Umbrella Companies | The Naïveité of Youth - An Umbrella Education

The Naïveité of Youth – An Umbrella Education

We’ve just welcomed a new intern onto the news desk here at Umbrella Companies. Why the boss hired her, I have no idea, as it’s literally taken the best part of a week for her to finally understand that we don’t sell umbrellas, never have sold umbrellas, and that umbrella sales definitely isn’t a market sector we’re about to go into.


She’s one of the generation who believes that self-employment means swanning around the world on an endless holiday, posing for photos on Instagram and doing a few hours ‘work’ around her social life. ‘Digital nomading,’ she calls is. Whatever.

We’ve had quite an education job to do here at UCHQ.

When she finally realised that umbrella companies aren’t actually related to weather, eventually, she asked a useful question:

“Well, Ed, what do umbrella companies do? Why do people need one?”

So, it fell to me to explain.

Umbrella companies make all those Instagram posts possible by freeing up all that time for contractors by doing, you know, the actual back-office work that comes with being a contractor. Admin, paperwork…. like…um, the stuff we hired you to do.”

“I can outsource that?”

‘That’s not really the point, is it? It’s not as though you have other jobs to do.”

“But Instagram…”


“Umbrella companies handle admin. Invoicing and billing your client. Managing your timesheets and making sure you get paid on time. They do all that. And tax. They sort out all your tax and deal with HMRC and Inland Revenue for you. Many umbrella companies offer free insurance too.”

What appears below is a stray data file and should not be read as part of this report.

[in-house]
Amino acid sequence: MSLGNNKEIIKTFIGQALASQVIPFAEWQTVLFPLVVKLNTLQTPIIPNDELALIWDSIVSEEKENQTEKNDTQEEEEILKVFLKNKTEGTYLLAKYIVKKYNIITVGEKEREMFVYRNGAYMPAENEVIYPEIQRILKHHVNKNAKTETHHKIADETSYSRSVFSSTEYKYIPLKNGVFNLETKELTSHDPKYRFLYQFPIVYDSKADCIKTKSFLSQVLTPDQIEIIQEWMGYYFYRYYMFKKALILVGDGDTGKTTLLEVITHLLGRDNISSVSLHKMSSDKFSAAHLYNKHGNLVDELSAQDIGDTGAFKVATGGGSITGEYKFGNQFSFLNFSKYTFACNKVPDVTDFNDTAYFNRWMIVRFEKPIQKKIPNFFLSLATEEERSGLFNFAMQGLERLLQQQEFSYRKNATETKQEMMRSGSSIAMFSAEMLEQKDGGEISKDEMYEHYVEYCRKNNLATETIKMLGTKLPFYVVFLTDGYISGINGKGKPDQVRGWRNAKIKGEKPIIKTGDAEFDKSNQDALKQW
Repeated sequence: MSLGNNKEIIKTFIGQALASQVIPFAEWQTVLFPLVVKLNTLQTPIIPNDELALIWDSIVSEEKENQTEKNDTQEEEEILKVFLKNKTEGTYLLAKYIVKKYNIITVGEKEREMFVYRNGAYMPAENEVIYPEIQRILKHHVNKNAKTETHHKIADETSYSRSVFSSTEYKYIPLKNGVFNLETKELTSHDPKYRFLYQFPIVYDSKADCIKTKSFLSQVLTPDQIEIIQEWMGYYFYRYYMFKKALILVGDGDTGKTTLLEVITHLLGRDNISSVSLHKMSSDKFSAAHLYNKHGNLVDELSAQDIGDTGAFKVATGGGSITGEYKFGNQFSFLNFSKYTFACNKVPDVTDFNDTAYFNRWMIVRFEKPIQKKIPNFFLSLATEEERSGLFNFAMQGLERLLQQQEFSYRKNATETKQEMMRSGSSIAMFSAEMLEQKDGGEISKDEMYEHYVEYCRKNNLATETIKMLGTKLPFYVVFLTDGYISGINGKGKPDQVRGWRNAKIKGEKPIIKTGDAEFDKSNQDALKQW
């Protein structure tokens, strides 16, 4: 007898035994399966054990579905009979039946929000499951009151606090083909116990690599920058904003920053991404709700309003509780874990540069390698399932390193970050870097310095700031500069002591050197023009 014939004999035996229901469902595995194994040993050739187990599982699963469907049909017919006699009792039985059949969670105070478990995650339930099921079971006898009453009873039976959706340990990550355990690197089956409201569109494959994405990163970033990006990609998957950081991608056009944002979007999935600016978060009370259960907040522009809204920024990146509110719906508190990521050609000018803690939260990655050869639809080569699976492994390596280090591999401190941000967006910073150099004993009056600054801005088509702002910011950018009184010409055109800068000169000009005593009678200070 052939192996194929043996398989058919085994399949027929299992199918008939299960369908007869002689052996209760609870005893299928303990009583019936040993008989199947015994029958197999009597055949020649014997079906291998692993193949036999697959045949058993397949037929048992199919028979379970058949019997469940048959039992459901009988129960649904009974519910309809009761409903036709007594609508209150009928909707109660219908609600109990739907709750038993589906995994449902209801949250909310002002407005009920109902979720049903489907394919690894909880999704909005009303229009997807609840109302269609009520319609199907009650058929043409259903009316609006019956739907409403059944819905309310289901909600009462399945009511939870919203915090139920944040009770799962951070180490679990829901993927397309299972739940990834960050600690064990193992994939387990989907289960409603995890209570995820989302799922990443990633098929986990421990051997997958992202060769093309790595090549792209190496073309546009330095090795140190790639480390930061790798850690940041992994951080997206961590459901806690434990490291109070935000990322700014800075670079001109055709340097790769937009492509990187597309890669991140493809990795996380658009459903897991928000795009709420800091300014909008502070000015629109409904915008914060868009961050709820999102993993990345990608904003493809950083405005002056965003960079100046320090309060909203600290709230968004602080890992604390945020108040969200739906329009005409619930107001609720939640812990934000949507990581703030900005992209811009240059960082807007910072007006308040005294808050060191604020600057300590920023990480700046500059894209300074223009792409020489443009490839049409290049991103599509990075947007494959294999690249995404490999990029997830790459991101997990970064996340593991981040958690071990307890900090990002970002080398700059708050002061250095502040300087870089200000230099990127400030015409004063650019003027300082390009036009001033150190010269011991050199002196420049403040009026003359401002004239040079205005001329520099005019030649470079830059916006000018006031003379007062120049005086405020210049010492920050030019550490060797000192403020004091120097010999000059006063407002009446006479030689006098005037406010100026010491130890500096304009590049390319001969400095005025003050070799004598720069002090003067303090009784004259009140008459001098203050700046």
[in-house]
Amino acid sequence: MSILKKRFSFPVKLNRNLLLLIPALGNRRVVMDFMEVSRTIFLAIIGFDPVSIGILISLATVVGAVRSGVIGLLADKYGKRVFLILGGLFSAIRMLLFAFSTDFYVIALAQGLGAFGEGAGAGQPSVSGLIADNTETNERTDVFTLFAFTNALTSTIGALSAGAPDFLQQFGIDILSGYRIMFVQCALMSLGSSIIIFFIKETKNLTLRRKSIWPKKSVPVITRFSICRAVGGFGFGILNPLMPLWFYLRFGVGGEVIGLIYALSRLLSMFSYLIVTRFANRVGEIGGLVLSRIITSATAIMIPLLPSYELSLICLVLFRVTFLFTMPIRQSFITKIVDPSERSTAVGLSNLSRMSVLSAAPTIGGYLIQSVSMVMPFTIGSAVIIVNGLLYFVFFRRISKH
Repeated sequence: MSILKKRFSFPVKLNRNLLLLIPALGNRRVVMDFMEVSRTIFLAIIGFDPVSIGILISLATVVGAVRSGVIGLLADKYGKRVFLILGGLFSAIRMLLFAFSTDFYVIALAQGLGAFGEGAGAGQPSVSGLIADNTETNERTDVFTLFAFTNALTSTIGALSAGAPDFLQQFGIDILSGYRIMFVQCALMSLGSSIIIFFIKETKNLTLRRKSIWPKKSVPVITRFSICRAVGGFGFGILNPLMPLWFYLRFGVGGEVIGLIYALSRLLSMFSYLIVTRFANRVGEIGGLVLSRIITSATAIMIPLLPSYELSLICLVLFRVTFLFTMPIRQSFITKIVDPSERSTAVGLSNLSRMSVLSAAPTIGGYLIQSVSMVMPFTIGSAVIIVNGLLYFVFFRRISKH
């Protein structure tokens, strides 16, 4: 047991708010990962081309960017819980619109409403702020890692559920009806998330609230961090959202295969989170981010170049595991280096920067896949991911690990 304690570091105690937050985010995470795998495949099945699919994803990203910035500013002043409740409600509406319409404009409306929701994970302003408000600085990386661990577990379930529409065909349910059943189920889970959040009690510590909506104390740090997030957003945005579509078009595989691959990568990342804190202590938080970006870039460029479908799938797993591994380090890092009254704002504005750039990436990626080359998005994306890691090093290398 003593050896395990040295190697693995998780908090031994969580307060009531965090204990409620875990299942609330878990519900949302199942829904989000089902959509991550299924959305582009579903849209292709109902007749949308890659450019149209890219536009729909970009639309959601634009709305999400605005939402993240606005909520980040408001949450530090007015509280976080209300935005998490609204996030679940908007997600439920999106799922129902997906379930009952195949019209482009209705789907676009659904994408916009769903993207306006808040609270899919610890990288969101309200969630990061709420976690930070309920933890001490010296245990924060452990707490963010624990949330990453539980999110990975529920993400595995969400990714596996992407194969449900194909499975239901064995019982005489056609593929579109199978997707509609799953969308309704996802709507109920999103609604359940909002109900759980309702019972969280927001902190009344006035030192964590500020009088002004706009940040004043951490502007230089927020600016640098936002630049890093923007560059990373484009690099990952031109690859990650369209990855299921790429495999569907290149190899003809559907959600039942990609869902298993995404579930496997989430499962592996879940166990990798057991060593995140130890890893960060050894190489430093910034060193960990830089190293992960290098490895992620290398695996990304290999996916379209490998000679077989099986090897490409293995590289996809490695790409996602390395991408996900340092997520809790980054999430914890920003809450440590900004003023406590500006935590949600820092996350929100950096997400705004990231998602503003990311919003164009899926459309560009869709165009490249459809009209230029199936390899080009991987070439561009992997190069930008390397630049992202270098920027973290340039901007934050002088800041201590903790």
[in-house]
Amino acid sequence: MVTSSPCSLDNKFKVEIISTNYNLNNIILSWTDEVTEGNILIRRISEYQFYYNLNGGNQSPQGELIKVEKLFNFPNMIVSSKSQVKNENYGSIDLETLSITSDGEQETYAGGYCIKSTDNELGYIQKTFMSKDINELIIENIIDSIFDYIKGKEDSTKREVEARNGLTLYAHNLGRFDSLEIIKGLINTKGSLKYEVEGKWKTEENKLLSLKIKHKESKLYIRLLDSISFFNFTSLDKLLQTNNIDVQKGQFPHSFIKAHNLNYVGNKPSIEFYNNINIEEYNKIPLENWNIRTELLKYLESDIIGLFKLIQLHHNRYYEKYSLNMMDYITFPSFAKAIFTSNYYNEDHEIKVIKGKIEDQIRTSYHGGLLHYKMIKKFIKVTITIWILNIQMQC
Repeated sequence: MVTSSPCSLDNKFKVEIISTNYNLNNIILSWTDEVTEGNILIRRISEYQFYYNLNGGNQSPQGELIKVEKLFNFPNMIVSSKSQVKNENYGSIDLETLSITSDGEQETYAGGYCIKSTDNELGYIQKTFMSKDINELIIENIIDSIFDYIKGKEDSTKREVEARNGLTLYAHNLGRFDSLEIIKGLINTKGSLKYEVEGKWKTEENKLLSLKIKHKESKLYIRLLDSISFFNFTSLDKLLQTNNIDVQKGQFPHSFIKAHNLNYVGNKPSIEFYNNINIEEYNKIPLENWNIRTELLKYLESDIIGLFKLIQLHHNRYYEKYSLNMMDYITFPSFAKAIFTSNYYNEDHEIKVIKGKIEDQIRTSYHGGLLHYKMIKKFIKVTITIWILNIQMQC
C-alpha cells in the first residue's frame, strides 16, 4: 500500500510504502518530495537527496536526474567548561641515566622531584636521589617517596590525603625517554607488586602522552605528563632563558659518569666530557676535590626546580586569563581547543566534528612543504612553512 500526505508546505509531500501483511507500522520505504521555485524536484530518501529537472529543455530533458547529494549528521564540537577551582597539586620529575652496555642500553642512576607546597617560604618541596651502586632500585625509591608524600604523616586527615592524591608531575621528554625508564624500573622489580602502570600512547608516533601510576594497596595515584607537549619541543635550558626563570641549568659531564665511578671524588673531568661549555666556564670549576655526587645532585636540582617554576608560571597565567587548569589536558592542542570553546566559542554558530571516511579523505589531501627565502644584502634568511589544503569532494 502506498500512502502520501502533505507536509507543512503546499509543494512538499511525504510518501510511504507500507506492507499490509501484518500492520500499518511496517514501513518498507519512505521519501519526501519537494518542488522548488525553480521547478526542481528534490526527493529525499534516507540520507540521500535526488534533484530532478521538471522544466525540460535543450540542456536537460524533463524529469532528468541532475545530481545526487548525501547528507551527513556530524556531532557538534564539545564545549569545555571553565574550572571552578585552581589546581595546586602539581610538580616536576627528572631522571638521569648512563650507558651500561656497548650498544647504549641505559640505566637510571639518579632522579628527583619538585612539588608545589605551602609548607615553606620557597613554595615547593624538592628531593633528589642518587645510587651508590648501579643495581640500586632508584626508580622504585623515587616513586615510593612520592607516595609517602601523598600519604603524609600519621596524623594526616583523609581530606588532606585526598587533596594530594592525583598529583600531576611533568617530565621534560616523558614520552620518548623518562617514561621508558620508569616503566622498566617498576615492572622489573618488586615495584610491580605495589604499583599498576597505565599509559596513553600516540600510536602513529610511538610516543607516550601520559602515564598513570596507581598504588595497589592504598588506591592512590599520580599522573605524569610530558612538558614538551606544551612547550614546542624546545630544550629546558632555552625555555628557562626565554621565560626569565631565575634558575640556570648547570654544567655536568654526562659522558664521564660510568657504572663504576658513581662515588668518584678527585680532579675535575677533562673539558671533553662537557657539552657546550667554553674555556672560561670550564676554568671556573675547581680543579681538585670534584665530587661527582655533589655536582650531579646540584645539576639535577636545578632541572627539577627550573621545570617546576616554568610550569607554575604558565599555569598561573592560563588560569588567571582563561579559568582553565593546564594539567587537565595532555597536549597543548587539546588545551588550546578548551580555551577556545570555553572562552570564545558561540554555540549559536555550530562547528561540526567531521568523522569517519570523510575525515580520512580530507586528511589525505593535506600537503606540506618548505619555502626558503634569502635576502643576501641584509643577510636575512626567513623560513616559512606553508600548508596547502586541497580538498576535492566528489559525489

“For travel and holidays?”

“No, for professional indemnity and public liability. Travel insurance is something else. We’re talking about actual work here, remember? And pensions. Most can offer a pension scheme you can pay in to. They can also advise on what expenses you can claim for.”

“Like taking holidays for my Instagram feed? Trips to the salon? Looking this good all the time is a job in itself, you know, Ed.” (She actually believes my name is ‘Ed,’ rather than an abbreviation of ‘Editor,’ but that’s another story…)

I didn’t have the patience to get into IR35 with her. “Not travel and beauty expenses, no.”

“But why not set up my own Limited company and pay an accountant?”

“Well, you could do that, and for some long-term contactors that’s possibly not a bad idea to consider, but then all the paperwork and filing accounts and company running costs aren’t cheap and they fall back on you to make sure they’re done properly, which isn’t easy if you’re busy making money.”

I needed a break, so I set her the task of taking a look at our ‘Top 10 Umbrella Companies’ page and read up on the companies there.

It’s going to be a long week…

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